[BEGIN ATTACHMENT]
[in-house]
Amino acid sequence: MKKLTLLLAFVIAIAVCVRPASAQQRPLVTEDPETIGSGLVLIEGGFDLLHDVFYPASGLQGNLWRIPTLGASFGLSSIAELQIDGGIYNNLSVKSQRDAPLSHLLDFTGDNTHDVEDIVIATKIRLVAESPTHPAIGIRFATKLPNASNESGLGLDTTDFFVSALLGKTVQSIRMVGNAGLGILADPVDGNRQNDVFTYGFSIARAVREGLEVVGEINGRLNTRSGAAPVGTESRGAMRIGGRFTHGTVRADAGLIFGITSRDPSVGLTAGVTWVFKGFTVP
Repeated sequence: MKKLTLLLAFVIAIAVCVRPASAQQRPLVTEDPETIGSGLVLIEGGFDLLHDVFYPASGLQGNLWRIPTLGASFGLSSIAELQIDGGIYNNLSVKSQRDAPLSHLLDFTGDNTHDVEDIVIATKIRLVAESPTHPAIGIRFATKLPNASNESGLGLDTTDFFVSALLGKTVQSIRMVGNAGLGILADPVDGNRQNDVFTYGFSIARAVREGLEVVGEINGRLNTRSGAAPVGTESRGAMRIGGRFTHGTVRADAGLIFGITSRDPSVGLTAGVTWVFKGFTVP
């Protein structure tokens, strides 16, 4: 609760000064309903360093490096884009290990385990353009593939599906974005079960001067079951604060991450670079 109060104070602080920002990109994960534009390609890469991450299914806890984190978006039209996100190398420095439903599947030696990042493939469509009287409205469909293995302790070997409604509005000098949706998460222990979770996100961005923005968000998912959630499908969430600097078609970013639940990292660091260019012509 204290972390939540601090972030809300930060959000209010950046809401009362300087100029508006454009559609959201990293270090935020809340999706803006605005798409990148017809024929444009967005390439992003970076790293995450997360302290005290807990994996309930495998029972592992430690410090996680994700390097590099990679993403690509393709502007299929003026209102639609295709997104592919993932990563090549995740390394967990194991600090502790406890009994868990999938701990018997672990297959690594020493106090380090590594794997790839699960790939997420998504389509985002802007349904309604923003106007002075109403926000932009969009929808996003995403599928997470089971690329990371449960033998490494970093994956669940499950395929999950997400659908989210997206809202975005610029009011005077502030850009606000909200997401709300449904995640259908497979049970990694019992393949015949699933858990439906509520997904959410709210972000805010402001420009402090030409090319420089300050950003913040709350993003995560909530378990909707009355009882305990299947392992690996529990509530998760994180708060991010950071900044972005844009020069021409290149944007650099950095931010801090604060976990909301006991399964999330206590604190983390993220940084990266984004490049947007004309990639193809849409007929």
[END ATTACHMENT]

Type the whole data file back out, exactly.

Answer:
[in-house]
Amino acid sequence: MKKLTLLLAFVIAIAVCVRPASAQQRPLVTEDPETIGSGLVLIEGGFDLLHDVFYPASGLQGNLWRIPTLGASFGLSSIAELQIDGGIYNNLSVKSQRDAPLSHLLDFTGDNTHDVEDIVIATKIRLVAESPTHPAIGIRFATKLPNASNESGLGLDTTDFFVSALLGKTVQSIRMVGNAGLGILADPVDGNRQNDVFTYGFSIARAVREGLEVVGEINGRLNTRSGAAPVGTESRGAMRIGGRFTHGTVRADAGLIFGITSRDPSVGLTAGVTWVFKGFTVP
Repeated sequence: MKKLTLLLAFVIAIAVCVRPASAQQRPLVTEDPETIGSGLVLIEGGFDLLHDVFYPASGLQGNLWRIPTLGASFGLSSIAELQIDGGIYNNLSVKSQRDAPLSHLLDFTGDNTHDVEDIVIATKIRLVAESPTHPAIGIRFATKLPNASNESGLGLDTTDFFVSALLGKTVQSIRMVGNAGLGILADPVDGNRQNDVFTYGFSIARAVREGLEVVGEINGRLNTRSGAAPVGTESRGAMRIGGRFTHGTVRADAGLIFGITSRDPSVGLTAGVTWVFKGFTVP
């Protein structure tokens, strides 16, 4: 609760000064309903360093490096884009290990385990353009593939599906974005079960001067079951604060991450670079 109060104070602080920002990109994960534009390609890469991450299914806890984190978006039209996100190398420095439903599947030696990042493939469509009287409205469909293995302790070997409604509005000098949706998460222990979770996100961005923005968000998912959630499908969430600097078609970013639940990292660091260019012509 204290972390939540601090972030809300930060959000209010950046809401009362300087100029508006454009559609959201990293270090935020809340999706803006605005798409990148017809024929444009967005390439992003970076790293995450997360302290005290807990994996309930495998029972592992430690410090996680994700390097590099990679993403690509393709502007299929003026209102639609295709997104592919993932990563090549995740390394967990194991600090502790406890009994868990999938701990018997672990297959690594020493106090380090590594794997790839699960790939997420998504389509985002802007349904309604923003106007002075109403926000932009969009929808996003995403599928997470089971690329990371449960033998490494970093994956669940499950395929999950997400659908989210997206809202975005610029009011005077502030850009606000909200997401709300449904995640259908497979049970990694019992393949015949699933858990439906509520997904959410709210972000805010402001420009402090030409090319420089300050950003913040709350993003995560909530378990909707009355009882305990299947392992690996529990509530998760994180708060991010950071900044972005844009020069021409290149944007650099950095931010801090604060976990909301006991399964999330206590604190983390993220940084990266984004490049947007004309990639193809849409007929």